Genetically altered bacteria help destroy cancerous tumors in mice

February 9, 2017 by Bob Yirka report
Salmonella forms a biofilm. Credit: CDC

(Medical Xpress)—A team of researchers affiliated with multiple institutions in Korea has found that genetically altering a type of bacteria and injecting it into cancerous mice resulted in the disappearance of tumors in more than half of test mice. In their paper published in the journal Science Translational Medicine, the researchers describe how they came upon the idea of altering a common type of bacteria to see if it might help fight cancer and the results of their tests.

The researchers report that they were working on two projects—developing a vaccine against a type of bacteria that was infecting shellfish and testing bacteria as a means for fighting cancer. They noticed that the bacteria that attacked shellfish produced a protein (FlaB) that caused a strong immune response. That led them to genetically modify the common salmonella bacteria so that it, too, would produce the protein. Salmonella, by its very nature, tends to seek out oxygen-poor tissue and kill it, which is why it has been studied as a fighter—tumors are naturally oxygen-poor environments. But while releasing salmonella into the bloodstreams of cancer-stricken mice has resulted in reduction of tumor size, the result was temporary—the tumors returned. This, the researchers believed, was due to the tumors not being completely eradicated. In this new effort, they added a second element to such attacks to help kill off some tumors completely.

The researchers found that their genetically modified made its way to several organs in the bodies of mice and also into tumors. The immune system then successfully eradicated the bacteria from the organs while simultaneously attacking the bacteria in the tumors and by extension the tumors themselves. This approach proved successful—11 out of 20 mice were tumor free after 12 days.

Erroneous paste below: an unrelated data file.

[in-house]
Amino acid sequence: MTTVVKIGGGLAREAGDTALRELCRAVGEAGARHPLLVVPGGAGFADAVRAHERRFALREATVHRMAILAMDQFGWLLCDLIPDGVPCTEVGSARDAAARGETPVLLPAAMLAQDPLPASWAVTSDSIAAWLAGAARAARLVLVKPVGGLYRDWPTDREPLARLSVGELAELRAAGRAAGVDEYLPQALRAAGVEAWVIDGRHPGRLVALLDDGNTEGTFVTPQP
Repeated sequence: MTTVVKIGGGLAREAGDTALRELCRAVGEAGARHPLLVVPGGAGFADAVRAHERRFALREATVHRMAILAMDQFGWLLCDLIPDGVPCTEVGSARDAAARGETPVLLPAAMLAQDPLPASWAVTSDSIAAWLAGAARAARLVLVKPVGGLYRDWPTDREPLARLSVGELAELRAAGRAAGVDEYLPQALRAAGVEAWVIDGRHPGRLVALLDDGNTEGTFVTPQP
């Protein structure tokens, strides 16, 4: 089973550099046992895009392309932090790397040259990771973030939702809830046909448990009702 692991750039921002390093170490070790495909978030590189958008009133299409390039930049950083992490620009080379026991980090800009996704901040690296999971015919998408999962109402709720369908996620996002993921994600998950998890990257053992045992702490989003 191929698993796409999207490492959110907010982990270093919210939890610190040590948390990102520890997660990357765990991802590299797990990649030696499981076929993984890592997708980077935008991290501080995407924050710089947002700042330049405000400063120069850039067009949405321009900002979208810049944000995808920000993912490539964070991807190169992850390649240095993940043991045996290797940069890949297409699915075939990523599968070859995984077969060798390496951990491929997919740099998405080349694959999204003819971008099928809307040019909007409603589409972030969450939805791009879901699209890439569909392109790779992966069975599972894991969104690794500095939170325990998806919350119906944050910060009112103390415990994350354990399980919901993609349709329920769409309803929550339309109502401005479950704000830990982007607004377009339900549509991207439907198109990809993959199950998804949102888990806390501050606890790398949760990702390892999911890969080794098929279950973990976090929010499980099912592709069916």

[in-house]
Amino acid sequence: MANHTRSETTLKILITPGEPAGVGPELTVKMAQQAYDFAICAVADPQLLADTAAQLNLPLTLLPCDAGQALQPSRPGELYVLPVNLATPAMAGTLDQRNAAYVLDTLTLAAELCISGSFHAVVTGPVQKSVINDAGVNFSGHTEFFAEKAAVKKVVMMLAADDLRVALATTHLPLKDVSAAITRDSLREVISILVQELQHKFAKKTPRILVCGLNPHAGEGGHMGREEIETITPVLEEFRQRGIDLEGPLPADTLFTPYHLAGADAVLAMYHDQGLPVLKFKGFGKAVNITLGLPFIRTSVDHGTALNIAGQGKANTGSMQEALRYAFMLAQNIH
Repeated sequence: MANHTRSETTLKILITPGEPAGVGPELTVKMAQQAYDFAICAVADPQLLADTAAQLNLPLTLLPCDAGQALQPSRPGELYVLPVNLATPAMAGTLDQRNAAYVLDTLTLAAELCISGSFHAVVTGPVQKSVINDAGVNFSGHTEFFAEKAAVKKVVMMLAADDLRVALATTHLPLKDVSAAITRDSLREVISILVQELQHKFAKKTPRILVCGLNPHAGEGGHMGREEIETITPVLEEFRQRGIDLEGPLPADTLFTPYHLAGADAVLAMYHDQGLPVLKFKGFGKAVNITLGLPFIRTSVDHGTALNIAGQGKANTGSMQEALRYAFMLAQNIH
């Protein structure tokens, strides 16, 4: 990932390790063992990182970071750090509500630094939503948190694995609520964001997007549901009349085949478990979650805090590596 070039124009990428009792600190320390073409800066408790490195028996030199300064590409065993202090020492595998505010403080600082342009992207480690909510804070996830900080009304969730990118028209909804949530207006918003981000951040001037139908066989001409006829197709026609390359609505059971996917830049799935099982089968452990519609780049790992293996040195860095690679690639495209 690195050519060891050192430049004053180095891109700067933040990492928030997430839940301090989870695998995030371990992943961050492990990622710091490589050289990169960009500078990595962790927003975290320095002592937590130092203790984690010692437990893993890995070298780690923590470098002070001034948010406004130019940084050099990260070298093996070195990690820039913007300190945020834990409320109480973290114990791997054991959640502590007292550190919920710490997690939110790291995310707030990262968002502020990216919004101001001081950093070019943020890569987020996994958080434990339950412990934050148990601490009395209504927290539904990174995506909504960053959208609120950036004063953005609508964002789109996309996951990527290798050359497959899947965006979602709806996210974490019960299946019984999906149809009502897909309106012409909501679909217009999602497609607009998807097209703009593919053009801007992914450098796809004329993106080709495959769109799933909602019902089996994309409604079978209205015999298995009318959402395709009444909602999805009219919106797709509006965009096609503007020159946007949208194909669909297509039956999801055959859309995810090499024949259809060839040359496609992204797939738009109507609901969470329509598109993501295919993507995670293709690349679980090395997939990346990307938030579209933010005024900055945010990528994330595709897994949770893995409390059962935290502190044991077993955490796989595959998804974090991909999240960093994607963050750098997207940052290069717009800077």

Engineered bacteria target tumors and activate the host immune system to eliminate cancer cells. Credit: Carla Schaffer / Zheng et al. / Science Translational Medicine

The researchers then embarked on another experiment—first transplanting metastasizing cancer cells into test mice and then injecting them with genetically altered and waiting to see what would happen. After 27 days, the researchers found that four out of eight mice had four or fewer tumors and some had none at all—meanwhile, all of the in a control group were found to have dozens of new tumors.

Explore further: Researchers use genetically modified circulating tumor cells to kill other tumors

More information: Jin Hai Zheng et al. Two-step enhanced cancer immunotherapy with engineeredsecreting heterologous flagellin, Science Translational Medicine (2017). DOI: 10.1126/scitranslmed.aak9537

Abstract
We report a method of cancer immunotherapy using an attenuated Salmonella typhimurium strain engineered to secrete Vibrio vulnificus flagellin B (FlaB) in tumor tissues. Engineered FlaB-secreting bacteria effectively suppressed tumor growth and metastasis in mouse models and prolonged survival. By using Toll-like receptor 5 (TLR5)–negative colon cancer cell lines, we provided evidence that the FlaB-mediated tumor suppression upon bacterial colonization is associated with TLR5-mediated host reactions in the tumor microenvironment. These therapeutic effects were completely abrogated in TLR4 and MyD88 knockout mice, and partly in TLR5 knockout mice, indicating that TLR4 signaling is a requisite for tumor suppression mediated by FlaB-secreting bacteria, whereas TLR5 signaling augmented tumor-suppressive host reactions. Tumor microenvironment colonization by engineered Salmonella appeared to induce the infiltration of abundant immune cells such as monocytes/macrophages and neutrophils via TLR4 signaling. Subsequent secretion of FlaB from colonizing Salmonella resulted in phenotypic and functional activation of intratumoral macrophages with M1 phenotypes and a reciprocal reduction in M2-like suppressive activities. Together, these findings provide evidence that nonvirulent tumor-targeting bacteria releasing multiple TLR ligands can be used as cancer immunotherapeutics.

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